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Comorbidity and Autism Spectrum Disorder

Original Research ARTICLE Provisionally accepted The full-text will be published soon. Notify me

Front. Psychiatry | doi: 10.3389/fpsyt.2018.00717

The presence of comorbid ADHD and anxiety symptoms in autism spectrum disorder: Clinical presentation and predictors

 Einat Avni1*,  Esther Ben-Itzchak2 and Ditza A.Zachor1, 3
  • 1Department of child neurology, The Autism Center, Assaf Harofeh Medical Center, Israel
  • 2Bruckner center for research in autism spectrum disorder, Communication Disorder department, Ariel University, Israel
  • 3Department of Pediatrics, Sackler Faculty of Medicine, Tel Aviv University, Israel

High rates of attention deficit/hyperactivity disorder (ADHD) and anxiety symptoms have been documented in autism spectrum disorder (ASD), and have been associated with social and adaptive impairments. The study examined the frequency of clinically elevated ADHD and anxiety symptoms in an ASD group in comparison to a nonclinical group, compared the clinical presentation in the ASD group with and without ADHD and anxiety, assessed which child and familial variables add to the severity of Inattention, Hyperactivity/Impulsivity (HI), and anxiety symptoms, and evaluated whether having clinically elevated ADHD and/or anxiety symptoms adds to the prediction of adaptive functioning in ASD. The study included 260 participants diagnosed with ASD (mean age: 7.5±1.1), using standardized tests. The rate of clinically elevated ADHD and anxiety symptoms in ASD was 62.7% and 44.6% respectively, and symptom severity was significantly greater than the nonclinical sample. The entire population was divided into four subgroups: ASD alone, ASD+ADHD, ASD+anxiety, ASD+ADHD+anxiety, based on the parental behavioral questionnaire. The ASD alone group showed less severe autism symptoms in comparison to the other groups. Having ASD+ADHD symptoms was associated with greater impairments in socialization adaptive skills. Only the group with ASD+ADHD+anxiety was associated with poorer daily living adaptive skills.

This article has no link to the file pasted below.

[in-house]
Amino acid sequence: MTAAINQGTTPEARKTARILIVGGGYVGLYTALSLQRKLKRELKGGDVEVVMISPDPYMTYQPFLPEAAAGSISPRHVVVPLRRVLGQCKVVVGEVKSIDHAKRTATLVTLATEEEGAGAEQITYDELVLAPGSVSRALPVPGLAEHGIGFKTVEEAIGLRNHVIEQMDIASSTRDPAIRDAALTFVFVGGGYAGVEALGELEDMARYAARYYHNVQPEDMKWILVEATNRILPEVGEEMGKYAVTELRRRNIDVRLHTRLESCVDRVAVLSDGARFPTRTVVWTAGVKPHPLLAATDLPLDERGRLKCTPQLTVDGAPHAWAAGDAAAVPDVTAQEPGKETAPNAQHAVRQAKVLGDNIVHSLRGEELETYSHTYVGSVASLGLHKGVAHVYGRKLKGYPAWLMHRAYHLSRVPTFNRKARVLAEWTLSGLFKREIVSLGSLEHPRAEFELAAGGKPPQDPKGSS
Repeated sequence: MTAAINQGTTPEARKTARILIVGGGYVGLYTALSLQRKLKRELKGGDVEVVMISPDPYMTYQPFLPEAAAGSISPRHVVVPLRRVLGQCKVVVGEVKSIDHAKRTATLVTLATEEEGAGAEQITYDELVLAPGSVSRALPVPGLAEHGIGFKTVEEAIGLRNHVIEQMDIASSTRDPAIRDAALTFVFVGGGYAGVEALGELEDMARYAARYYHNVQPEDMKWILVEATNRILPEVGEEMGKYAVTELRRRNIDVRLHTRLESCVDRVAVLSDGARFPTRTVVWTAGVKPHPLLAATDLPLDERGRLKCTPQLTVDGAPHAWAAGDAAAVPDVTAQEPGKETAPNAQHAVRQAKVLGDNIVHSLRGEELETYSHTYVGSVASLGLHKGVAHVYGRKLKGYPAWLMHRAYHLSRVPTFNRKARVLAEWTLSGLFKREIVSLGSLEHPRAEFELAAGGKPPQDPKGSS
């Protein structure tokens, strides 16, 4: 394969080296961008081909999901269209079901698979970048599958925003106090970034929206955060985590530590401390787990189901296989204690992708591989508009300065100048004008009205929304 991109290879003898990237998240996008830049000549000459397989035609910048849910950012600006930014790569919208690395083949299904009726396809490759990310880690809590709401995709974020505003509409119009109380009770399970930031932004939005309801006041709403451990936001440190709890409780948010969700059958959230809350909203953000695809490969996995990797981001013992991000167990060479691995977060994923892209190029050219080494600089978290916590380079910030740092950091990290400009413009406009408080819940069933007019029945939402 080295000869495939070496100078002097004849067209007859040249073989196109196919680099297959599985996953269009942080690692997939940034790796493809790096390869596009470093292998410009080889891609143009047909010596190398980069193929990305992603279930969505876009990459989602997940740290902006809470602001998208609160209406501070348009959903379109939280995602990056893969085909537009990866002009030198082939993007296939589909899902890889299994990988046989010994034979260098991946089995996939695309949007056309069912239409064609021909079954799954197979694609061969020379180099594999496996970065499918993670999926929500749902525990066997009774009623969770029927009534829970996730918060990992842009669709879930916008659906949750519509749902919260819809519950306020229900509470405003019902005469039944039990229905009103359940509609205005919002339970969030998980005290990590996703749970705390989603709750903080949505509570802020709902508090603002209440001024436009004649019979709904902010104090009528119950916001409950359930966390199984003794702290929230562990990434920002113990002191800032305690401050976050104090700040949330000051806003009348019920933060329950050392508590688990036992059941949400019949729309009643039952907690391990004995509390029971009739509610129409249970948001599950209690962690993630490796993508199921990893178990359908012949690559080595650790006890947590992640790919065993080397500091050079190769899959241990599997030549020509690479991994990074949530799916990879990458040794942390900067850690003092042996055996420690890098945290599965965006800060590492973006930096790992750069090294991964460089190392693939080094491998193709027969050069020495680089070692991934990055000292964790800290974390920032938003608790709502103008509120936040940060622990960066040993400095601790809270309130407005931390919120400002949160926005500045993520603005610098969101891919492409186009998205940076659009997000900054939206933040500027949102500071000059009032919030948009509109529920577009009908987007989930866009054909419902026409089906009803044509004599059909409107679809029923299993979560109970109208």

Regression analyses for prediction of ADHD and anxiety symptoms revealed that being a female and having lower adaptive skills scores predicted higher Inattention severity; being older, having better cognition and more severe Restrictive Repetitive Behavior symptoms predicted more severe HI symptoms; being older and having more severe social impairments predicted higher anxiety scores. A regression analysis for the prediction of adaptive skills revealed that in addition to cognition and autism severity, the severity of Inattention symptoms added to the prediction of overall adaptive skills. In light of these findings, clinicians should diagnose these comorbidities in ASD early on, and provide effective interventions to reduce their negative impact on functioning, thereby improving outcome.

Keywords: Autism (ASD), ADHD (Attention Deficit and Hyperactivity Disorder), Anxiety, autism severity, Adaptive skills, cognitive abilities

Received: 08 Jul 2018; Accepted: 06 Dec 2018.

Edited by:

Richard E. Frye, Phoenix Children's Hospital, United States

Reviewed by:

ILIANA MAGIATI, National University of Singapore, Singapore
Daniel Stein, Edmond and Lily Safra Children's Hospital, Israel  

Copyright: © 2018 Avni, Ben-Itzchak and A.Zachor. This is an open-access article distributed under the terms of the Creative Commons Attribution License (CC BY). The use, distribution or reproduction in other forums is permitted, provided the original author(s) and the copyright owner(s) are credited and that the original publication in this journal is cited, in accordance with accepted academic practice. No use, distribution or reproduction is permitted which does not comply with these terms.

* Correspondence: Dr. Einat Avni, Assaf Harofeh Medical Center, Department of child neurology, The Autism Center, Tel Aviv, Israel,